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EU Leaders Debate Program To Address Migrant Crisis


European leaders are deeply divided over what to do about migrants and refugees who're pouring over their borders, and they're meeting in Brussels tonight to talk about it. Some are unhappy about yesterday's vote to relocate 120,000 refugees who are already in Greece and Italy to other EU states, including some countries that don't want any asylum-seekers at all. EU president Donald Tusk said he's fed up with their bickering.


DONALD TUSK: We have now reached the critical point where we need to end this cycle of mutual retributions and misunderstandings.

MCEVERS: NPR's Soraya Sarhaddi Nelson is in Brussels, and she joins me now. Hi, Soraya.


MCEVERS: OK. So there was a vote last night, right? Interior and justice ministers already voted on this. Doesn't that resolve the issue. I mean, why are leaders still debating it at their summit there in Brussels?

NELSON: Well, the whole reason has to do with the fact that it was a vote. I mean, in the past, decision have been reached by consensus here at the EU, even during contentious debates like the one over the Greek debt relief. But then last night, the block's newer members felt like they were being ordered around by Brussels. And the fact that the European Commission and other advocates of the plan pointed out that quotas were no longer going to be mandatory. That this language was being removed didn't seem to appease anyone. And Slovakia, which was 1 of 4 countries that voted no has vowed to not follow these measures that are laid out and may go to court over it.

MCEVERS: OK. So you said the plan originally had mandatory quotas. But many member states had problem with that, so the quotas were removed. So how would the relocation program be enforced, then, without them?

NELSON: Well, this is sort of the doublespeak that goes on sometimes. But EU officials have said that they will launch infringement proceedings that could involve hefty penalties against countries that refuse to take refugees in. But because the distribution is voluntary, there's likely to be a lot of rejiggering as to what numbers countries will take in, you know, how many. And all of this back-and-forth will of course delay implementation. And keep in mind that the EU hasn't even started relocating the 40,000 that it first agreed to in - to do in May and then voted on September 14.

So also, for any of this to work, Greece, Hungary and Italy and other places that are taking in lots of refugees sort of as the first stop - they need to register these migrants because if - they need to determine if they're eligible for refugee status, which is not happening now.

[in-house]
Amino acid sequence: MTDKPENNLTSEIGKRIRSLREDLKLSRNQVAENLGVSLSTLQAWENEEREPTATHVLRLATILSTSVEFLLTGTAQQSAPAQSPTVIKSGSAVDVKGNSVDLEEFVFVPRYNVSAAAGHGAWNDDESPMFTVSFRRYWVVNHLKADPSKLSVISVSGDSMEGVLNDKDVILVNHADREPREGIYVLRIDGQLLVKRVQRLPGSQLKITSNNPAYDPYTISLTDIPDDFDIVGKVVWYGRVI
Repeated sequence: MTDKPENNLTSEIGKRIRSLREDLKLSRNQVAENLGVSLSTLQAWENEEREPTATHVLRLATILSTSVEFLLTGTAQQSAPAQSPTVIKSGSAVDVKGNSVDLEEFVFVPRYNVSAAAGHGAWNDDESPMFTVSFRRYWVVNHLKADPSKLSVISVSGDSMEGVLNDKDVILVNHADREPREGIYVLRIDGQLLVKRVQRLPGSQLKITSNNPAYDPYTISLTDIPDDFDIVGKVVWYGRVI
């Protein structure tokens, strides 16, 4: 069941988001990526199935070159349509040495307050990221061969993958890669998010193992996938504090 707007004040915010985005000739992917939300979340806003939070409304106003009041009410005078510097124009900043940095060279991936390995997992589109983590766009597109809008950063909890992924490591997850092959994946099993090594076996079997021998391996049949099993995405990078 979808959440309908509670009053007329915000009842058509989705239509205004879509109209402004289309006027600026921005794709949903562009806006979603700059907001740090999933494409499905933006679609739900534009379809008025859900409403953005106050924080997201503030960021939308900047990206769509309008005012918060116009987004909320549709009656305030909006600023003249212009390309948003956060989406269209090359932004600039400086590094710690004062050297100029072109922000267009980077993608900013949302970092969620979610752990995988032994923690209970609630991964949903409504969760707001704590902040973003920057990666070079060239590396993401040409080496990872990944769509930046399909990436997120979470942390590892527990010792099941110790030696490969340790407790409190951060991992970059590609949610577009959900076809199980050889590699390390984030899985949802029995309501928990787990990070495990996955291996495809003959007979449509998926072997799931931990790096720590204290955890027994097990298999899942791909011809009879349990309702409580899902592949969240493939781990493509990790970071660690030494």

MCEVERS: And we know that the number that they're debating, you know, doesn't even address a quarter of the people who are coming, who are making their way across Europe's borders. I mean, so what else are the leaders proposing to do?

NELSON: Well, a lot of that geared toward convincing refugees not to make the dangerous journey to Europe in the first place - or I should say migrants 'cause it's a larger group here that we're talking about. So they're planning to pour money into countries and agencies dealing with Syrian refugees who are still in the Middle East. Provide money to the World Food Program is another thing that's been talked about and to better coordinate with countries like Turkey, which borders Syria and is dealing with millions of refugees as well as the Balkans, which are, of course, on the transit route.

But as EU president Donald Tusk says, his recent trips to those countries showed that the leaders aren't thinking at all about what they can do to help the EU but what is the EU going to do to help them out of their own crisis?

MCEVERS: And what about some of these border controls we've been hearing out - fences and razor wire going up not just on Europe's borders but even between EU countries?

NELSON: Well, those don't appear to be going away anytime soon. Although, the EU emphasis is going to be more on fortifying borders to non-EU states - in other words, let's say between Hungary and Serbia. And Tusk says without control of those borders, no plan they come up with is going to work. And it terms of the internal borders, the feeling is that citizens will start crying out about having to wait at those borders, so those may go away on their own because of political pressure at home.

MCEVERS: That's NPR's Soraya Sarhaddi Nelson in Brussels. Soraya, thanks so much.

NELSON: You're welcome, Kelly. Transcript provided by NPR, Copyright NPR.

Special correspondent Soraya Sarhaddi Nelson is based in Berlin. Her reports can be heard on NPR's award-winning programs, including Morning Edition and All Things Considered, and read at NPR.org. From 2012 until 2018 Nelson was NPR's bureau chief in Berlin. She won the ICFJ 2017 Excellence in International Reporting Award for her work in Central and Eastern Europe, North Africa, the Middle East and Afghanistan.
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